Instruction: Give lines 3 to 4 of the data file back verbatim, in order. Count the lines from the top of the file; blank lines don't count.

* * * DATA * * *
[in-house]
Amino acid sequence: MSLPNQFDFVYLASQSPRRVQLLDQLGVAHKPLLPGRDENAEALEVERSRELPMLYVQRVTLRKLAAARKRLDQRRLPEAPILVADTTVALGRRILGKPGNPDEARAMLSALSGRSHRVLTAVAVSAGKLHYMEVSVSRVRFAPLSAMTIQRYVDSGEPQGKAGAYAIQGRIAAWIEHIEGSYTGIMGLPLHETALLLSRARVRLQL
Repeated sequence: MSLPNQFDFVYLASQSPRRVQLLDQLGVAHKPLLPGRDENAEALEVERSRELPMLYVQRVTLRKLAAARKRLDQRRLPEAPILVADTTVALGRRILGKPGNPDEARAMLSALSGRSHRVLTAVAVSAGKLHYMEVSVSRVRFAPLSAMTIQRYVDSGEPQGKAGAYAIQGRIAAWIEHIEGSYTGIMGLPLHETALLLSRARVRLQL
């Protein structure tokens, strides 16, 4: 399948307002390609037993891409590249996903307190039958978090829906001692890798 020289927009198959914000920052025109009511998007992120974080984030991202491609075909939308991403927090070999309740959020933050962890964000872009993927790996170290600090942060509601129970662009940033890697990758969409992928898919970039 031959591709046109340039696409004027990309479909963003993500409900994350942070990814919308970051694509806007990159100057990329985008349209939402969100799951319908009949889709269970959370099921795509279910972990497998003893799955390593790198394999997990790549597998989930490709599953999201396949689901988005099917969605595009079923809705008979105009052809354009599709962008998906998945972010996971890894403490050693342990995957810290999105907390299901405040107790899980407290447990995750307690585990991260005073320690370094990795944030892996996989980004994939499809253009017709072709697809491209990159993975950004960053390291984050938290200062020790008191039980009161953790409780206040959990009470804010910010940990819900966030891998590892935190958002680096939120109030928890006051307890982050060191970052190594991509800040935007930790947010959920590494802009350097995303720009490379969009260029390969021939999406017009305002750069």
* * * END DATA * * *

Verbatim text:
Repeated sequence: MSLPNQFDFVYLASQSPRRVQLLDQLGVAHKPLLPGRDENAEALEVERSRELPMLYVQRVTLRKLAAARKRLDQRRLPEAPILVADTTVALGRRILGKPGNPDEARAMLSALSGRSHRVLTAVAVSAGKLHYMEVSVSRVRFAPLSAMTIQRYVDSGEPQGKAGAYAIQGRIAAWIEHIEGSYTGIMGLPLHETALLLSRARVRLQL
């Protein structure tokens, strides 16, 4: 399948307002390609037993891409590249996903307190039958978090829906001692890798 020289927009198959914000920052025109009511998007992120974080984030991202491609075909939308991403927090070999309740959020933050962890964000872009993927790996170290600090942060509601129970662009940033890697990758969409992928898919970039 031959591709046109340039696409004027990309479909963003993500409900994350942070990814919308970051694509806007990159100057990329985008349209939402969100799951319908009949889709269970959370099921795509279910972990497998003893799955390593790198394999997990790549597998989930490709599953999201396949689901988005099917969605595009079923809705008979105009052809354009599709962008998906998945972010996971890894403490050693342990995957810290999105907390299901405040107790899980407290447990995750307690585990991260005073320690370094990795944030892996996989980004994939499809253009017709072709697809491209990159993975950004960053390291984050938290200062020790008191039980009161953790409780206040959990009470804010910010940990819900966030891998590892935190958002680096939120109030928890006051307890982050060191970052190594991509800040935007930790947010959920590494802009350097995303720009490379969009260029390969021939999406017009305002750069």